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Q.1) The government recently decided to set up Special Courts in India. In this context discuss the salient features of special courts and how these courts will deal with tainted lawmakers? What are the challenges in the way of setting up these courts in India?  (GS-2)

The legislature has introduced special courts on many occasions through various laws, usually with the intention to enable quick and efficient disposal of cases.

Special Court:

  • A special court is a court with limited jurisdiction, that deals with a particular field of law rather than a particular territorial jurisdiction.
  • The Centre decided to set up 17 special courts within a year time frame.

How Special Courts will deal with tainted lawmakers?

The issue of tainted lawmakers is important issue because these are law makers which are supposed to frame legislations, lay down policies and help in achieving the democratic principles. Special courts will deal with tainted lawmakers in following ways:

  • The Centre’s decision will a body blow for politicians who despite facing criminal charges has state in Parliament because of delay in trying them.
  • It will help in quick and efficient disposal of cases.
  • To ensure effective trial and that have powers of district or sessions courts.
  • It will help in put an end to the inordinate delay in the prosecution of politicians and criminal cases.
  • It will exclusively deal with cases against MP and MLAs, and dispose them within a year.
  • Laws enacted in the last three decades have considered special courts as quick remedy for questions of delays in trial.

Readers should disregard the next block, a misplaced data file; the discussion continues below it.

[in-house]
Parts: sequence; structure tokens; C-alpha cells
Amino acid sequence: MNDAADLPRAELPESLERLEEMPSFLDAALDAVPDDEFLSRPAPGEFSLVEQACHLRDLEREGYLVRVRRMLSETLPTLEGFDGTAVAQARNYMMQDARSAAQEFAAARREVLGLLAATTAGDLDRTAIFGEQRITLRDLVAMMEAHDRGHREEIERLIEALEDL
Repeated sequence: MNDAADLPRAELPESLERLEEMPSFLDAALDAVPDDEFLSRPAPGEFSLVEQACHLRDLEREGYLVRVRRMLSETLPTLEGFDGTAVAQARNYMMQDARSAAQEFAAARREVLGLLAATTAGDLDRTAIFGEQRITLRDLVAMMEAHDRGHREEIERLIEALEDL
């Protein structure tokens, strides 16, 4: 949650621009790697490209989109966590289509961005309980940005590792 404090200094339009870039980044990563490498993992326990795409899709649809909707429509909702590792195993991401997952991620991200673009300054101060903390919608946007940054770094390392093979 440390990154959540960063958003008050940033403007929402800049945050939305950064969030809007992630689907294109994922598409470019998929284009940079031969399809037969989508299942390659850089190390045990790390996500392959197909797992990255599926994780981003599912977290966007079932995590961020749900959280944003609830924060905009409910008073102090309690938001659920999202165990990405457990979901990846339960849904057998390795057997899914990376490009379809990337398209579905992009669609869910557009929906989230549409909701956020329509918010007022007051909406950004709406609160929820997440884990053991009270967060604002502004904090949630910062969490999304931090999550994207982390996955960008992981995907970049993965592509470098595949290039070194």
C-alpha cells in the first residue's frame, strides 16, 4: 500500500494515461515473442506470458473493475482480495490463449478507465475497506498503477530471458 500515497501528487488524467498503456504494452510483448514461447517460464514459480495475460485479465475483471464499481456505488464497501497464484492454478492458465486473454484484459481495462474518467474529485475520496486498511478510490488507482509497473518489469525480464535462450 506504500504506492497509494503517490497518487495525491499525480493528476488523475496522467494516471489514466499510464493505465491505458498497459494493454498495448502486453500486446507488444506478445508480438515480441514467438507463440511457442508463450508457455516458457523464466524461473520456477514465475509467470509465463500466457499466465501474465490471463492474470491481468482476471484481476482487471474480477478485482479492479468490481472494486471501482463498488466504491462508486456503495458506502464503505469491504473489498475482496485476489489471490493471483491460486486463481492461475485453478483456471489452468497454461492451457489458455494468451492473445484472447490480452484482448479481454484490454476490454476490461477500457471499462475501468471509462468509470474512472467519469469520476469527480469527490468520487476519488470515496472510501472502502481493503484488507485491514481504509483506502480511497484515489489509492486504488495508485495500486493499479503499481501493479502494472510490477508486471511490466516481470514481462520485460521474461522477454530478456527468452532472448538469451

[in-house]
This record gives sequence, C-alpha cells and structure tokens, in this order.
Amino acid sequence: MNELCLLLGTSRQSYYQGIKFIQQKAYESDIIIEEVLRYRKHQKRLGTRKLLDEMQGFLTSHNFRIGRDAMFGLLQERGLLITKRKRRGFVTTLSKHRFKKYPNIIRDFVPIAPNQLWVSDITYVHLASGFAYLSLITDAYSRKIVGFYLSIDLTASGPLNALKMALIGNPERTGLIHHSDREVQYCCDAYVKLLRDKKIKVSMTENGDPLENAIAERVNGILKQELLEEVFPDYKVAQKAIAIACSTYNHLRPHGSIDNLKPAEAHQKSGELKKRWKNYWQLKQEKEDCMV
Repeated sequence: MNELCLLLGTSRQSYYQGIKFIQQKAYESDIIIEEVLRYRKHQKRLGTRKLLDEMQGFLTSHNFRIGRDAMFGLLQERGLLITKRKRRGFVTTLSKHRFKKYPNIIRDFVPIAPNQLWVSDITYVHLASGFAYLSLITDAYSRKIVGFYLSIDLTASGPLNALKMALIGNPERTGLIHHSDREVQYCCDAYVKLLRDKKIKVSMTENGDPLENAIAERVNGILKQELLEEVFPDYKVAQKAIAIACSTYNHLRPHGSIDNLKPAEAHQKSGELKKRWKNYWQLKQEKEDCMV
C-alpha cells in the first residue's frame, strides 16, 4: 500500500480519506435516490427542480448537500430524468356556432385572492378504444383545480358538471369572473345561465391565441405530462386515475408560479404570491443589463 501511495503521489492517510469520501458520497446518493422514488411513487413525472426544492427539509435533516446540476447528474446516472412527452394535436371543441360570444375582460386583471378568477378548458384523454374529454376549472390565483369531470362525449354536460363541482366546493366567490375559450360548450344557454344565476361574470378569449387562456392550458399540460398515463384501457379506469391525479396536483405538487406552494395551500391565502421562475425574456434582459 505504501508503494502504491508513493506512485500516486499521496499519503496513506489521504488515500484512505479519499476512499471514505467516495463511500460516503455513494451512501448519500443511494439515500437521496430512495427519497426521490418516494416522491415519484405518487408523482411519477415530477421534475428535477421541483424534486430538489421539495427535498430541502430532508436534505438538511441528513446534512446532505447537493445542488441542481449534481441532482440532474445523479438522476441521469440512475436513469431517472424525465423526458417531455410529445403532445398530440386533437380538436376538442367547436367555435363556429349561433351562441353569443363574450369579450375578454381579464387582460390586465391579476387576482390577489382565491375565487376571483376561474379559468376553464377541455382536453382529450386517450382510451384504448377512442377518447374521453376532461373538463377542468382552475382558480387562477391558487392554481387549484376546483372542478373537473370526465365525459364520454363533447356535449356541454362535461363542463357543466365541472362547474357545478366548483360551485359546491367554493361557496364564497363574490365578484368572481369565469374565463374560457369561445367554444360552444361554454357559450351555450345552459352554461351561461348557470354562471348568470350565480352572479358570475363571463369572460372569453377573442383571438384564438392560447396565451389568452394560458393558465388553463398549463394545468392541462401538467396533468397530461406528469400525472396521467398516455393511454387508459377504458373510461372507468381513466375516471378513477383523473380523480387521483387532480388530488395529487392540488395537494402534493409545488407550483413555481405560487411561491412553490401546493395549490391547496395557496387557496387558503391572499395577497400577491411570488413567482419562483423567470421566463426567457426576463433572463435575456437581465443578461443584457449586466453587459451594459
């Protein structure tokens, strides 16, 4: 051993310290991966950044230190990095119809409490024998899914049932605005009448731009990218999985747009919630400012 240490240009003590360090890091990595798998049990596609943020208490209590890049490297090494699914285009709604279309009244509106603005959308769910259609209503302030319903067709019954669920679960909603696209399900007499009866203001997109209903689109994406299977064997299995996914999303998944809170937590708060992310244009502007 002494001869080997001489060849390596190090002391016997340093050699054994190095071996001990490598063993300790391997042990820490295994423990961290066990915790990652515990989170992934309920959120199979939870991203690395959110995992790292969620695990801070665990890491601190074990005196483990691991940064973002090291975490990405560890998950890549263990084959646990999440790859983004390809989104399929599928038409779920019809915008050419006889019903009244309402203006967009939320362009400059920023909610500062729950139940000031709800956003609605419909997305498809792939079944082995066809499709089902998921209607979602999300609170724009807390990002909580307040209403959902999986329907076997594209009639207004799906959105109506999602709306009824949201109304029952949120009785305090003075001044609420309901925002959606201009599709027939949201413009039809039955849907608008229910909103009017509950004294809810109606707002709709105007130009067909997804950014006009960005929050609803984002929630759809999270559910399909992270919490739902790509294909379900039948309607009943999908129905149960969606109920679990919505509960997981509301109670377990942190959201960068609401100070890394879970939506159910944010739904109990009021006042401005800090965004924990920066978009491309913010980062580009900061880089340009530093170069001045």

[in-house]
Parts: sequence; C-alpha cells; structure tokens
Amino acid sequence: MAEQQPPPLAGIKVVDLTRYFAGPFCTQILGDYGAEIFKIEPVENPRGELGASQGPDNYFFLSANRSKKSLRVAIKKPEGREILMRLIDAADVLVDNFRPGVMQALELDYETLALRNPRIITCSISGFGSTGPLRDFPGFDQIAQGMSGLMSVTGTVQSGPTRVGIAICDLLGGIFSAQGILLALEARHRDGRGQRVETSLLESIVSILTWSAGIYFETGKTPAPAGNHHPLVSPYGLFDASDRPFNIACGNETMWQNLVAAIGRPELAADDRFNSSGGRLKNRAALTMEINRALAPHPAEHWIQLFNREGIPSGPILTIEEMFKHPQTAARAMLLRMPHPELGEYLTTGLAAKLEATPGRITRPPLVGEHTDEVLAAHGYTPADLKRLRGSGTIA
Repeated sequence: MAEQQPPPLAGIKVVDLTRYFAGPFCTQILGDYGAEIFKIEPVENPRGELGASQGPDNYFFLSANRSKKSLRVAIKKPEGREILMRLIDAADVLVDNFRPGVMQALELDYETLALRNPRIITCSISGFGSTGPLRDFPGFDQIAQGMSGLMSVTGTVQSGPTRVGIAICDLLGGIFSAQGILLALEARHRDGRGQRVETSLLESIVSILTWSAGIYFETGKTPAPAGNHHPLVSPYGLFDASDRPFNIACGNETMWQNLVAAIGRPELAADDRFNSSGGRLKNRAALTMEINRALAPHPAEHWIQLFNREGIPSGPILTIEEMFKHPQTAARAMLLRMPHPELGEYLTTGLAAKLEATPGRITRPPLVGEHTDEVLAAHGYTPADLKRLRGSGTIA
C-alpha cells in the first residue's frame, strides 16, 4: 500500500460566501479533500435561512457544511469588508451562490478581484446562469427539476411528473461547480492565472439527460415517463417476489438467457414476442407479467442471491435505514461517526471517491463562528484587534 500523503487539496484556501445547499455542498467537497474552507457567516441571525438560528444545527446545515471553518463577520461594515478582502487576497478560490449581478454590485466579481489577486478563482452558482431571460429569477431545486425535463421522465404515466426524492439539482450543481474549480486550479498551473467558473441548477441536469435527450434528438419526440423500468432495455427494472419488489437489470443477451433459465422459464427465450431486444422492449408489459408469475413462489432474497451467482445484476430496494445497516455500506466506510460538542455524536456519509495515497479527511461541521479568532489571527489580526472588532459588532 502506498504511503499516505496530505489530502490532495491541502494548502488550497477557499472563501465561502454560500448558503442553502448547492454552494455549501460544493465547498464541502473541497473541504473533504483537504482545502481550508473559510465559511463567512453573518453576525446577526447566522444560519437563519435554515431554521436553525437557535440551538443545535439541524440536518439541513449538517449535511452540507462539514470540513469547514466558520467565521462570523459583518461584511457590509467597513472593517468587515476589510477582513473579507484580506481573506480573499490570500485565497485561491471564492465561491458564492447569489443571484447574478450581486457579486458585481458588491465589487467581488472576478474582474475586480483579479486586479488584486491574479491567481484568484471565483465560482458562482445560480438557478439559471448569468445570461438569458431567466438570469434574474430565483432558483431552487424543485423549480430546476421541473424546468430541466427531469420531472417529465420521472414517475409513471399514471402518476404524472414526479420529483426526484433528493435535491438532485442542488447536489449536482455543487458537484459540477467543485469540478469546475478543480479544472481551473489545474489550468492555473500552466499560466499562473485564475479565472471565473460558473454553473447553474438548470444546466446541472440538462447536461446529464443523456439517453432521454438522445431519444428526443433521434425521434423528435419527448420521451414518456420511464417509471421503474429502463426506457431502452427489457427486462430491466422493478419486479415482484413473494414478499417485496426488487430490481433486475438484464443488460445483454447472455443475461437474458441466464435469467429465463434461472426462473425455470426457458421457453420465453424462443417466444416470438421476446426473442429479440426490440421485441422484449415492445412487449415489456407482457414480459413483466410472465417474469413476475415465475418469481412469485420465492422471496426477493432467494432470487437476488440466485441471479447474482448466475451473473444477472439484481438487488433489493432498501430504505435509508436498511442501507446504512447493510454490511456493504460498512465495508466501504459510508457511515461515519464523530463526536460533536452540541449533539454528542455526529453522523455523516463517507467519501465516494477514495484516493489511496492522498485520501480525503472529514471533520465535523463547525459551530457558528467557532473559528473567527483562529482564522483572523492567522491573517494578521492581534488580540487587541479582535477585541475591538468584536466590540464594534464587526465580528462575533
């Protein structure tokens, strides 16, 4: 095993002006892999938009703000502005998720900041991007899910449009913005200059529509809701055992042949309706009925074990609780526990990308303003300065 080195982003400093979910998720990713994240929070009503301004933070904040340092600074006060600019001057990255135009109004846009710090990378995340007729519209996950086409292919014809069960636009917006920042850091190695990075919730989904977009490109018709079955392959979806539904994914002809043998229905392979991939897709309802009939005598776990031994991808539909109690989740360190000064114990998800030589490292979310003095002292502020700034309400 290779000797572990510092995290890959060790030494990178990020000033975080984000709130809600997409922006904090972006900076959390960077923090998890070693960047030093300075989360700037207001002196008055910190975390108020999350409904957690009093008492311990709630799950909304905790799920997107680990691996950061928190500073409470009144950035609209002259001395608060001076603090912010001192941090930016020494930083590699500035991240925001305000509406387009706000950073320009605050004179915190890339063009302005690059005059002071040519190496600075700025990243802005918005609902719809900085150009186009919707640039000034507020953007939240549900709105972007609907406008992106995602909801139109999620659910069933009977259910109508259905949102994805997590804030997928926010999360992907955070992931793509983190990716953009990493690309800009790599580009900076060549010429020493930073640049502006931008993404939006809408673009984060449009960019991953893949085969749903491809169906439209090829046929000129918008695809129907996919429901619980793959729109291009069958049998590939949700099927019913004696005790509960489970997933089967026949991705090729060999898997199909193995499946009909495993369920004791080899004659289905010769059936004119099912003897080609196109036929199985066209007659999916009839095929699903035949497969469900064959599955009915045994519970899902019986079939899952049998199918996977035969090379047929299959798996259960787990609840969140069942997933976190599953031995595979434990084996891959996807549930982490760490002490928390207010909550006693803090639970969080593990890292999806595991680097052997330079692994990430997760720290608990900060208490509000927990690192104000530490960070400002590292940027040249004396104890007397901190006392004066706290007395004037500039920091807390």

• Cases related to corruption, terrorism, sexual offences against children and drug trafficking are dealt with by special courts.

Some of the challenges in setting special courts:

  • Lack of infrastructure and facilities for special courts.
  • High rates of pendency and absence of Special courts plagues in several states.
  • The provision of special courts in laws does not match with the backlog and pendency of cases in specific
  • category. For example, There is huge backlog under Scheduled Castes and Scheduled Tribes (Prevention of Atrocities) Act but there is no provision of exclusive courts.
  • There is no criteria which justify provision of special courts in a particular law.
  • Forums like quasi-judicial bodies, tribunals, and commissions were excluded.
  • Setting special courts is not a long term solution.
  • By setting special courts, regular courts will suffer.
  • The objective of special courts has been unclear.
  • It is not very revealing whether specific legislations which provides for special courts necessarily intend quick disposal of cases.

Conclusion

  • The provision to set up special courts is a welcome step we need to make on long term and permanent solution to deal with pendency of cases and for better justice delivery system for a healthy democracy.
  • Although this is a welcome step by the government of India but there are lots of other issues apart from tainted lawmakers like women’s safety. Special courts cannot take place on the regular dispensation. This is an issue for several years.

Q.2) India’s public distribution system (PDS) is in danger of being derailed in several States across the country due to some unwanted reforms. Discuss.(GS-3)

The Public Distribution System (PDS) evolved as a system for distribution of food grains at affordable prices and management of emergency situations.Public distribution system (PDS) is an Indian food security system.Established by the Government of India under Ministry of Consumer Affairs, Food, and Public Distribution and are managed jointly by state governments in India.It distributes subsidized food and non-food items to India’s poor. This scheme was launched in June 1947.

India’s public distribution system (PDS) is in danger of being derailed in several states. Some of the examples are discussed below.

Jharkhand:

  • Jharkhand is a prime example of this problem.
  • By mid-2016, the PDS in Jharkhand had greatly improved, partly due to a series of reforms inspired by Chhattisgarh’s experience and intensified under the National Food Security Act (NFSA).
  • The state government has made Aadhaar-based biometric authentication compulsory for PDS users.
  • Large number of people like vulnerable groups such as widows and the elderly people found themselves excluded from the PDS.
  • There is a huge corruption involved in the system.